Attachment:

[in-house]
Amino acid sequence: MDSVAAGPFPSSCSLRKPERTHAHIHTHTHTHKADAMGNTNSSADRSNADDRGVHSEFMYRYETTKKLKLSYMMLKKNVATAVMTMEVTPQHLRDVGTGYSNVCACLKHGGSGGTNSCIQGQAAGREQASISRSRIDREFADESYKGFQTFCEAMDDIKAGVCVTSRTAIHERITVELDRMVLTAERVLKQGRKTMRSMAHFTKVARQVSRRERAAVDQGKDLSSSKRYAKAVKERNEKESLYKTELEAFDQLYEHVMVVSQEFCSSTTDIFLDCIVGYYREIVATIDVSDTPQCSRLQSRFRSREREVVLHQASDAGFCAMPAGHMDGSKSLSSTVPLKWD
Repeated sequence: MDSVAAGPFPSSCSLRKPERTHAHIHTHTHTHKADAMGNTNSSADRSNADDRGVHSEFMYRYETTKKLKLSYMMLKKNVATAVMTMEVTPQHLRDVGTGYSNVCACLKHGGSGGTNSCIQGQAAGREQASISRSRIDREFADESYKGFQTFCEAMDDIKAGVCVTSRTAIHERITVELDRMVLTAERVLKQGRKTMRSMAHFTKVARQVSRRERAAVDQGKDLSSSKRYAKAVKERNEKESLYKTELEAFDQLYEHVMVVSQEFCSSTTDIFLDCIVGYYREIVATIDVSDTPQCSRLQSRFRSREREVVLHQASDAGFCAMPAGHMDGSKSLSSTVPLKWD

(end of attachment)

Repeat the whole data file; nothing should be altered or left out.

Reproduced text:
[in-house]
Amino acid sequence: MDSVAAGPFPSSCSLRKPERTHAHIHTHTHTHKADAMGNTNSSADRSNADDRGVHSEFMYRYETTKKLKLSYMMLKKNVATAVMTMEVTPQHLRDVGTGYSNVCACLKHGGSGGTNSCIQGQAAGREQASISRSRIDREFADESYKGFQTFCEAMDDIKAGVCVTSRTAIHERITVELDRMVLTAERVLKQGRKTMRSMAHFTKVARQVSRRERAAVDQGKDLSSSKRYAKAVKERNEKESLYKTELEAFDQLYEHVMVVSQEFCSSTTDIFLDCIVGYYREIVATIDVSDTPQCSRLQSRFRSREREVVLHQASDAGFCAMPAGHMDGSKSLSSTVPLKWD
Repeated sequence: MDSVAAGPFPSSCSLRKPERTHAHIHTHTHTHKADAMGNTNSSADRSNADDRGVHSEFMYRYETTKKLKLSYMMLKKNVATAVMTMEVTPQHLRDVGTGYSNVCACLKHGGSGGTNSCIQGQAAGREQASISRSRIDREFADESYKGFQTFCEAMDDIKAGVCVTSRTAIHERITVELDRMVLTAERVLKQGRKTMRSMAHFTKVARQVSRRERAAVDQGKDLSSSKRYAKAVKERNEKESLYKTELEAFDQLYEHVMVVSQEFCSSTTDIFLDCIVGYYREIVATIDVSDTPQCSRLQSRFRSREREVVLHQASDAGFCAMPAGHMDGSKSLSSTVPLKWD